The life of a surgeon is not an easy one. The road to get there is…somewhat daunting. However, it is possible to get there. It just takes a whole lot of character and an unbending passion for what one does.
And I think this was the point of Prof Smith’s lecture.
On Monday the 31st of July, Professor Smith came to talk to us about “How to Specialise”. In all honesty, most were probably expecting this particular lecture to provide a more practical and systematic guideline – don’t worry, that will be provided for you all sometime – but, this was not exactly the case. The advice he offered was not so much a to-do list, but rather a look into what it takes – both mentally and physically – to reach the goal of becoming a surgeon.
Prof Smith first and foremost highlighted the importance of empathy when it came to training. He observed that a significant number of doctors have embraced a form of disconnect when it comes to their patients. Likewise, he also worried about the poor bedside manner that has become common place and, instead, encouraged us to not only maintain both an understanding and compassion for our future patients, but prioritise them above most things as “medicine is about giving…it’s who we are”.
Furthermore, this disconnect can also be linked with the professor’s second piece of advice which centred around Responsibility. The patient is the surgeon’s responsibility. In fact, from the time that the patient is on the table he/she has to be the centre of the surgeon’s world. But things sometimes do go wrong. And this is a reality that is not so easy to face. However, Prof Smith reminded us that instead of running from this reality we should face it – own up to it, even – rather than find somewhere else to place the blame. I suppose a way to do that would be to follow the prof’s advice to both maintain an awareness of the patient’s humanity and stand by one’s own integrity.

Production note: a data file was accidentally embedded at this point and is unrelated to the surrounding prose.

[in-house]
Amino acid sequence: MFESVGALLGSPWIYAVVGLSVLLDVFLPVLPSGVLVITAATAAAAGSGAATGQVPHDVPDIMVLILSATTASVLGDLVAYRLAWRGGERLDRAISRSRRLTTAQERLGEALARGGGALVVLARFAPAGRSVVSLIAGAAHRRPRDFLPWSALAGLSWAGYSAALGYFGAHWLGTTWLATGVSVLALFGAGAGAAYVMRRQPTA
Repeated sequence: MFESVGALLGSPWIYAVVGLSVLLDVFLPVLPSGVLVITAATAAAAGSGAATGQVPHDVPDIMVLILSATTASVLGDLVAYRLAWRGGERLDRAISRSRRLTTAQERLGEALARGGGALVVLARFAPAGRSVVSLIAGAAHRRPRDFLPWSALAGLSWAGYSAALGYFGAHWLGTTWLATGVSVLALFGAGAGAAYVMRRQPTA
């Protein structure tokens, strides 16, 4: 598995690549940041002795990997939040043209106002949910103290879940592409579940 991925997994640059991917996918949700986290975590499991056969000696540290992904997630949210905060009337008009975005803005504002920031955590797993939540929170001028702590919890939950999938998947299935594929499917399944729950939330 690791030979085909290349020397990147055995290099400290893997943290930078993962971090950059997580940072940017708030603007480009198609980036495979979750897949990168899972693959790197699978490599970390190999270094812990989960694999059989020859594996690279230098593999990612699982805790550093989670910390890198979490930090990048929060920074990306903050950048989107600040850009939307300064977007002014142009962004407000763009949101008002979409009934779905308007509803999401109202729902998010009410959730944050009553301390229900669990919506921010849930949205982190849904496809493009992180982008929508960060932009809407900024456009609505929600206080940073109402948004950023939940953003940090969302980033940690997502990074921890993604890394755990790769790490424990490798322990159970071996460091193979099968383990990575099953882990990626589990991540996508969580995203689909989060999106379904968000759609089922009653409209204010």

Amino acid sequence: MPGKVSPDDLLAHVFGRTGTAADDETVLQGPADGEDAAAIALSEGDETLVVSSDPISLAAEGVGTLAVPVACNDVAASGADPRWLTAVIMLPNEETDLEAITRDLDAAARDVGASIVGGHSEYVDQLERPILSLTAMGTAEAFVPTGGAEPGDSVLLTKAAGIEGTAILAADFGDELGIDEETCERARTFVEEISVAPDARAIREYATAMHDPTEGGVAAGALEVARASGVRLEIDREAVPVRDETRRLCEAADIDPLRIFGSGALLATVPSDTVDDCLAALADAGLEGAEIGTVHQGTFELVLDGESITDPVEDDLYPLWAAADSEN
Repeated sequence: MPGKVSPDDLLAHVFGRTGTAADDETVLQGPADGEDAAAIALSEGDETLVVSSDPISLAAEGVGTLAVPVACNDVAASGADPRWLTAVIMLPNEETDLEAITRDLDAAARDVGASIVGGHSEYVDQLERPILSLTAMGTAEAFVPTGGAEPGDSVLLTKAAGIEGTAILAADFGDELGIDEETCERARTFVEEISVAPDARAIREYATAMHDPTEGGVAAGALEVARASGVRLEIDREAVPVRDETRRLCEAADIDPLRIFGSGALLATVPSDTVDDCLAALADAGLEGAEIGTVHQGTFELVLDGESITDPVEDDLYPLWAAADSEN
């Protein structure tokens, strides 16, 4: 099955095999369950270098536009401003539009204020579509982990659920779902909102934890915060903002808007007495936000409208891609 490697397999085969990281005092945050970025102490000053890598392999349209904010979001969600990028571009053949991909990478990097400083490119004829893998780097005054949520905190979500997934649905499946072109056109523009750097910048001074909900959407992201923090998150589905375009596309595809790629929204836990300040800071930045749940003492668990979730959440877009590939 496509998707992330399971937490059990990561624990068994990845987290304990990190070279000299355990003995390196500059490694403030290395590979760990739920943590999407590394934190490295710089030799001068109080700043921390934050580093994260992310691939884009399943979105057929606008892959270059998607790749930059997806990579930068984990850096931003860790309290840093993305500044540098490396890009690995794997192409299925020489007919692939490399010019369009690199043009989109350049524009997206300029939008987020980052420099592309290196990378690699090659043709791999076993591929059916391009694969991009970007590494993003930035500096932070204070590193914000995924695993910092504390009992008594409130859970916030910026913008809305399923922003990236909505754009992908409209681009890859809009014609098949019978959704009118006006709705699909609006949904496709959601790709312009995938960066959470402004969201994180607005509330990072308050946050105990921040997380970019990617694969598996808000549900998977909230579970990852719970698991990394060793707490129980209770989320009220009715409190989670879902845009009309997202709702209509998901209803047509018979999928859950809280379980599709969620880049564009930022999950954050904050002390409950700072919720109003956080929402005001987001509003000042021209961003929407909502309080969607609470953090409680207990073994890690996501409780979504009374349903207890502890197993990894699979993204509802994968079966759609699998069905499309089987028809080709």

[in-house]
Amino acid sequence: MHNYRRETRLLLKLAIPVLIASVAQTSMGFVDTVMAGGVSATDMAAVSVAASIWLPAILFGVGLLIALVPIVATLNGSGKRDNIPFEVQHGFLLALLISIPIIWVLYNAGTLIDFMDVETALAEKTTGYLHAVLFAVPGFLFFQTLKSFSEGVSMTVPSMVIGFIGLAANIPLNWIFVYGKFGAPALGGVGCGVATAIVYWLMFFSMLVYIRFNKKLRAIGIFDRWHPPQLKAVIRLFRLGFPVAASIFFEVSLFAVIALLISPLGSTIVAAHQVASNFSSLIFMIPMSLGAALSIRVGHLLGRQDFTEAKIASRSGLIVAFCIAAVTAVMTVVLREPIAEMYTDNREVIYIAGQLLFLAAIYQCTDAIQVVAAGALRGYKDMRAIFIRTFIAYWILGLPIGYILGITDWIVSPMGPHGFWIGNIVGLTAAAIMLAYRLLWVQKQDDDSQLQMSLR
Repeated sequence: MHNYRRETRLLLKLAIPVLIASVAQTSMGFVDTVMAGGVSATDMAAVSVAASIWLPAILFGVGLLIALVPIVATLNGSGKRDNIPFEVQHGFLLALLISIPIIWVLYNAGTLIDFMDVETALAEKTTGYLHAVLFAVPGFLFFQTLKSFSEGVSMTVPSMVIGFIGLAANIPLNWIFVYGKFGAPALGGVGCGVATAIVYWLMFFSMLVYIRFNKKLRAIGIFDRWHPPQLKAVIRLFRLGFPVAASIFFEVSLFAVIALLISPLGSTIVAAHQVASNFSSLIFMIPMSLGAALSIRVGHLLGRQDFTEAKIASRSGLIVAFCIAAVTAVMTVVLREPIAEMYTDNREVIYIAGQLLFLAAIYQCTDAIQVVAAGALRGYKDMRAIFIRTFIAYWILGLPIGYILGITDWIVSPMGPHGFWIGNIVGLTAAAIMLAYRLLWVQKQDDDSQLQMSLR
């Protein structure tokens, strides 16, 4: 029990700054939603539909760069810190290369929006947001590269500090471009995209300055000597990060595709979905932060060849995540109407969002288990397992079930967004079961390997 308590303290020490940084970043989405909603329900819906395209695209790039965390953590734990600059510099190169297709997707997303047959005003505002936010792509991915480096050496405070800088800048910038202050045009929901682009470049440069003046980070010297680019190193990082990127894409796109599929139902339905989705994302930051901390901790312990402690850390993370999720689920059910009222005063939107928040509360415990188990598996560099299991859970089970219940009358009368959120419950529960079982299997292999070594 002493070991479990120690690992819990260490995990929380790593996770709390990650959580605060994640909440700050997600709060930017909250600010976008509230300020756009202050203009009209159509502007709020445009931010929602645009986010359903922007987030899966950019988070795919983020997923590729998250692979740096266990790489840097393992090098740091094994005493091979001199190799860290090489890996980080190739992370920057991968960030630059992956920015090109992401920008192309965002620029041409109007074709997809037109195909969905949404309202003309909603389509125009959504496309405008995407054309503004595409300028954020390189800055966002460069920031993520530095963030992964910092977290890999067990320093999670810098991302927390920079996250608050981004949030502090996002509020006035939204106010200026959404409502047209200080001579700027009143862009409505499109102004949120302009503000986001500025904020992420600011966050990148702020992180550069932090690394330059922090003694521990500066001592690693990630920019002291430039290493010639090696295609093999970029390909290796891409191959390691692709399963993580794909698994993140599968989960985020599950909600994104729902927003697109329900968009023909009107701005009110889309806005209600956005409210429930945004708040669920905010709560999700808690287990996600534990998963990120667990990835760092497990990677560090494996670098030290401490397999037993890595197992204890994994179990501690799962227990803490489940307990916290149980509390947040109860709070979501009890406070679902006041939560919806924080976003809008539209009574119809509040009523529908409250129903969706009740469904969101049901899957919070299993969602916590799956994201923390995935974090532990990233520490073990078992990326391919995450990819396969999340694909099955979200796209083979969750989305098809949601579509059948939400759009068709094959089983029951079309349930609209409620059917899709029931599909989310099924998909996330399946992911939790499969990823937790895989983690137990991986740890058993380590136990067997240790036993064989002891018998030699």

Finally, the last little nugget of wisdom shared with us required us to, in essence, dig deep within ourselves as students: we were urged to take control of our own learning. Prof Smith not only insisted we be “open” to everything and pay attention to detail, but to also find the opportunity to grow as a surgeon and as a doctor in every situation. For, one isn’t born a surgeon; It’s a learned skillset – alongside those of communication and leadership. We get to decide what kind of doctors we want to be. After all,
“It is good to have an end to journey toward; but it is the journey that matters, in the end.” – Ursula K. Le Guin